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Her children deare, whom he away had wonne : The lyon whelpes she saw how he did beare, And lull in rugged armes withouten childish feare.


The fearefull dame all quaked at the sight,
And turning backe gan fast to fly away;
Untill, with love revokt from vaine affright,
She hardly yet perswaded was to stay,

And then to him these womanish words gan say;
"Ah Satyrane, my dearling and my ioy,

For love of me leave off this dreadfull play;
To dally thus with death is no fit toy :

Go, find some other play-fellowes, mine own sweet boy."


In these and like delightes of bloody game
He trayned was, till ryper years he raught1;
And there abode, whylst any beast of name
Walkt in that forrest, whom he had not taught
To feare his force: and then his courage haught2
Desyrd of forreine foemen to be knowne,

And far abroad for straunge adventures sought;
In which his might was never overthrowne ;
But through al Faery lond his famous worth was blown.


Yet evermore it was his maner faire,
After long labours and adventures spent,
Unto those native woods for to repaire,
To see his syre and ofspring auncient.
And now he thether came for like intent;

1 Raught, reached.

Haught, high.

XXX. 4. To see his syre and ofspring auncient.] To see his ancient sire and his sire's offspring.


Where he unwares the fairest Una found,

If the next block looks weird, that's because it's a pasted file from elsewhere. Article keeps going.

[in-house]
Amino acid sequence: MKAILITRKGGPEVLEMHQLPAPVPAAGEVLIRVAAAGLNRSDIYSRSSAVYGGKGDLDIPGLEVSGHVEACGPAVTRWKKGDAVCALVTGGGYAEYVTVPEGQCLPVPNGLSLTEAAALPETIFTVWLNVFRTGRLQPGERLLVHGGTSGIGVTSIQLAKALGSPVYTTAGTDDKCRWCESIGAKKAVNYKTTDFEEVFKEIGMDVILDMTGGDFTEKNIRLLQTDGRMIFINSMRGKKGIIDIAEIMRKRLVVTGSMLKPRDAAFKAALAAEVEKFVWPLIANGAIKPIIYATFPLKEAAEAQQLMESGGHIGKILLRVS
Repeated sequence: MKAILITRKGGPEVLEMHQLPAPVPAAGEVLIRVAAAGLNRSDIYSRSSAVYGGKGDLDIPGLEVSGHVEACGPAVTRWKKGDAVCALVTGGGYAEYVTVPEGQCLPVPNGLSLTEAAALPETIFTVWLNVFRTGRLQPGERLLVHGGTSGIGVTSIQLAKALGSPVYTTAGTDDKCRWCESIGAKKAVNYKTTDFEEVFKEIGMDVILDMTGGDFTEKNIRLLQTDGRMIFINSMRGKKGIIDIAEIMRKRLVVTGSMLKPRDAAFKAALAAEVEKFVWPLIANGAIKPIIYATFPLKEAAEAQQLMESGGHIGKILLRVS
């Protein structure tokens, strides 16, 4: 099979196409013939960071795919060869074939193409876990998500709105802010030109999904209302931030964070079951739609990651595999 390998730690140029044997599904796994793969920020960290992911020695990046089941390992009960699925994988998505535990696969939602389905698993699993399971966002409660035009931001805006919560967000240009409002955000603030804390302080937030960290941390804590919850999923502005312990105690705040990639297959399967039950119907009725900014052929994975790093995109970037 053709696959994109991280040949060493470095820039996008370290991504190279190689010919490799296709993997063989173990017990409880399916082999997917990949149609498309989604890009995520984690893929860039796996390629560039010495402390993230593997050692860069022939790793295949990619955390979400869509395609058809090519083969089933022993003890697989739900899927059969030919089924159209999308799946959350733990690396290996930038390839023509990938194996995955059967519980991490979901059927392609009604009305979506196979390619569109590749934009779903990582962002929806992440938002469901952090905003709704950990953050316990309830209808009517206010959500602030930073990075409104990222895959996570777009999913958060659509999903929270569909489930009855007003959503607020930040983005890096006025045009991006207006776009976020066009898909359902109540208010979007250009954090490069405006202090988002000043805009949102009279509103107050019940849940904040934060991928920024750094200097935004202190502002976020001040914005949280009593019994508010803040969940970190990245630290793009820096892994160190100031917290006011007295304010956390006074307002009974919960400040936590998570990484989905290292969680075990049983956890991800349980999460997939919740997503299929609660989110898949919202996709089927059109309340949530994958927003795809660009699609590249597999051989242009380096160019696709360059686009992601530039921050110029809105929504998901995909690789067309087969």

Straunge Lady, in so straunge habiliment,
Teaching the Satyres, which her sat around,
Trew sacred lore, which from her sweet lips did redound.'

He wondred at her wisedome hevenly rare,
Whose like in womens witt he never knew;
And, when her curteous deeds he did compare,
Gan her admire, and her sad sorrowes rew,
Blaming of Fortune, which such troubles threw,
And ioyd to make proofe of her cruelty
On gentle Dame, so hurtlesse 2 and so trew:
Thenceforth he kept her goodly company,
And learnd her discipline of faith and verity.


But she, all vowd unto the Redcrosse Knight,
His wandring perill closely 3 did lament,
Ne in this new acquaintaunce could delight;
But her deare heart with anguish did torment,
And all her witt in secret counsels spent,
How to escape. At last in privy wise
To Satyrane she shewed her intent;

Who, glad to gain such favour, gan devise,

How with that pensive Maid he best might thence arise.*


So on a day, when Satyres all were gone

To do their service to Sylvanus old,
The gentle Virgin, left behinde alone,
He led away with corage stout and bold.
Too late it was to Satyres to be told,
Or ever hope recover her againe :

1 Redound, flow.

* Hurtlesse, innocent.

3 Closely, secretly.

4 Arise, depart.

In vaine he seekes that, having, cannot hold.

So fast he carried her with carefull paine,

That they the woods are past, and come now to the plaine.


The better part now of the lingring day
They traveild had, whenas they far espide
A weary wight forwandring by the way;
And towards him they gan in hast to ride,
To weete1 of newes that did abroad betyde,
Or tidings of her Knight of the Redcrosse ;
But he, them spying, gan to turne aside
For feare, as seemd, or for some feigned losse :
More greedy they of newes fast towards him do crosse.


A silly 2 man, in simple weeds forworne,3
And soild with dust of the long dried way;
His sandales were with toilsome travell torne,
And face all tand with scorching sunny ray,
As he had traveild many a sommers day
Through boyling sands of Arabie and Ynde;
And in his hand a Iacobs staffe, to stay